In this revised question (which really isn’t relevant to the situation) we are not looking at a particular password and seeing if there is another match, we are looking for any matches at all with any password. This is like taking a room full of, say 25 people, and asking what the chances are that there is some pair of people in the room with the same birthday. Most people (who haven’t encountered this before) will suspect that the chances of a birthday collision is pretty small, but it turns out to be greater than 1/2.

      The chances that among the 700 billion passwords generated as 16 letters and digits, there is about a 1 in 200,000 chance of there being a collision. Somewhere among those 700 billion there is a small, but not astronomically small, chance that there is a collision. But, of course, the chances that your particular password will be involved in a collision remains astronomically small.

    • Temptin
      Temptin says:

      There’s a much easier way to check your math: https://www.grc.com/haystack.htm

      I entered a random 16-character pass (aA123457gd343432) with upper, lower and digits.

      It gives me:

      There are 62 possible glyphs per character. (a-z A-Z 0-9)
      Counting all passwords from 1 to 16 characters long with those glyphs, there are a total possibility of 48,453,916,488,
      902,607,769,120,106,730 different passwords (thats 4.85 x 10^28).

      So no, I don’t think someone is going to get the same password as you. ;-)

      Bonus: Assuming someone is able to run a cracker that tries one hundred trillion guesses per second, it would take 1.54 hundred thousand centuries to find your 16-character password. (Most fast “enthusiastic hacker” level cracking software these days runs at perhaps 1600 million guesses per second assuming a couple of GPUs or FPGAs cracking all at once).

      You’re. Safe.

  3. Jeffrey Goldberg
    Jeffrey Goldberg says:

    I’d like to follow up by trying to answer a remarkably tricky question that some people will be asking (and everyone else should be asking): What does it mean if my, P, for service S is on the list?

    Quick overview

    1. P is not on the list. Yay! That is good news.
    2. P is on the list, and P isn’t very strong. No need to panic. It is probably not your account that has been compromised, but you should change P along with other weak passwords because they are weak.
    3. P is on the list and P is very strong. Change the password immediately. It is likely that your account credentials have been compromised.

    Now for the longer explanation

    Case 1: P is not in HIBP dataset

    First, let’s take the simple case. If your password, P, is not in the HIBP data, that is a good news. It is both “good” and “news”. Finding that P is not on the list tells you good things about P. You can be more confident in P than you were before checking.

    Case 2: P is in HIBP dataset and P isn’t strong

    If you find that P is on the list, it definitely isn’t good, but may not be news. If P is weak (or created by a human) it is likely that lots of other people use the same password. People are not very good at being random, especially when they are trying to be random. And so P might be on the list because it appeared in a password breach that didn’t involve your account on service S.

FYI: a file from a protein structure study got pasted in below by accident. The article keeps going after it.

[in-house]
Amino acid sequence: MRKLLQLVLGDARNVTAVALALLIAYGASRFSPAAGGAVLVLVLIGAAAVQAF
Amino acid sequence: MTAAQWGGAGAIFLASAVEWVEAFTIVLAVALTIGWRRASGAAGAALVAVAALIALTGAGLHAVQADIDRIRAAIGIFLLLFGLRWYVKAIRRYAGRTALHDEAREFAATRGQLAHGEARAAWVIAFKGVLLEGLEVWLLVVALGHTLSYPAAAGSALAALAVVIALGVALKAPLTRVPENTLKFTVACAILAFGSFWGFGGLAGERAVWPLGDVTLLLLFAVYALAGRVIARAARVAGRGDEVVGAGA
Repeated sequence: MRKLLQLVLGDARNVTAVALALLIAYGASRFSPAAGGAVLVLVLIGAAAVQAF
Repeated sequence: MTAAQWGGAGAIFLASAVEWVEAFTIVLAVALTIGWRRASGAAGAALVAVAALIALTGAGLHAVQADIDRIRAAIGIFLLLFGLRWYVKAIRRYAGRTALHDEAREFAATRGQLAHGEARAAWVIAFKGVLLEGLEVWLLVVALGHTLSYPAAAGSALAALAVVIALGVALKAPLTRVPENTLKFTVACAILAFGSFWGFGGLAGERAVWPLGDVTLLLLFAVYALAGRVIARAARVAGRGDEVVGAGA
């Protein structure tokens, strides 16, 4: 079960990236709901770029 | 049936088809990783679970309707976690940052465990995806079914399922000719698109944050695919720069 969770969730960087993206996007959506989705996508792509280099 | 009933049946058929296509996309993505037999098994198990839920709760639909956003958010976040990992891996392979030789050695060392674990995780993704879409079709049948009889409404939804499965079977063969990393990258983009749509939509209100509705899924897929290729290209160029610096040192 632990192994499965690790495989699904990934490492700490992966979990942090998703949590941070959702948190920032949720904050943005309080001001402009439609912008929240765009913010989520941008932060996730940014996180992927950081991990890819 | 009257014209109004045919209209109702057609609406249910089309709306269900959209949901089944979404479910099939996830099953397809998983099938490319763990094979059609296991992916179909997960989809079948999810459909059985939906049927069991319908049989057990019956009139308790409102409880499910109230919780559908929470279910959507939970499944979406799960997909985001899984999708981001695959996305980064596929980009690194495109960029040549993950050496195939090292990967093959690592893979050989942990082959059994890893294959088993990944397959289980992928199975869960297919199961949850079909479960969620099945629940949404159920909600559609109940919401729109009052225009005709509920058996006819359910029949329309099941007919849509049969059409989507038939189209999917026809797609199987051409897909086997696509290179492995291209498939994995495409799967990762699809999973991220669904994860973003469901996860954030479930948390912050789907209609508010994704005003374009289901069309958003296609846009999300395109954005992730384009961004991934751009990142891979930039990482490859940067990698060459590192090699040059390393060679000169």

This odd case comes about because the HIBP list is so large. Any password that is likely to have ever been used by more than a tiny handful of people on the planet can easily end up on such a large list. So there is a fair chance that the instance of the password that ended up on the list isn’t from your use of it.

    But you should change P because it is weak. Use our Strong Password Generator to create a strong and unique password for that Service. You should be doing this for weak passwords anyway, and so P’s appearance on the list doesn’t really give you much new information. But if it helps you notice some of your weaker passwords and encourages you to change them to strong, randomly generated ones that is definitely a good thing.

    You should be changing your weaker passwords as a matter of course, but if you are like most people, you will have plenty of them left over from the days before you started to use 1Password’s Strong Password Generator. Spend some time each week improving on these. It may be too daunting of a task to do all at once, but even fixing one or two weak passwords at a time will improve your security.

    Case 3: P is in HIBP and P is very strong

    Change your password for the service on which you use P immediately!

    This is bad news. It is both bad and news. And you should change your password for the service, S, you use it for immediately. A strong randomly generated password is very unlikely to be used by anyone else. So if P is strong and random and found in HIBP, then it almost certainly comes from a breach involving your account on S (assuming you only use it on S).

    Now because P is strong, it is unlikely to have been cracked, but it could have been captured in other ways (transmission over HTTP instead of HTTPS, stored as plaintext by S, or something else). But it does indicate bad news.

    Matters of degree.

    I’ve been using words like “strong” and “weak” and “unlikely” and “likely” without specifying what counts as what. And I’m going to continue to remain vague. There are no easy measures of these and there are no magical cut offs separating those categories, and so understanding what it means to find a password you use on the HIBP list is also a matter of degree. Life (and security) doesn’t give us absolutes.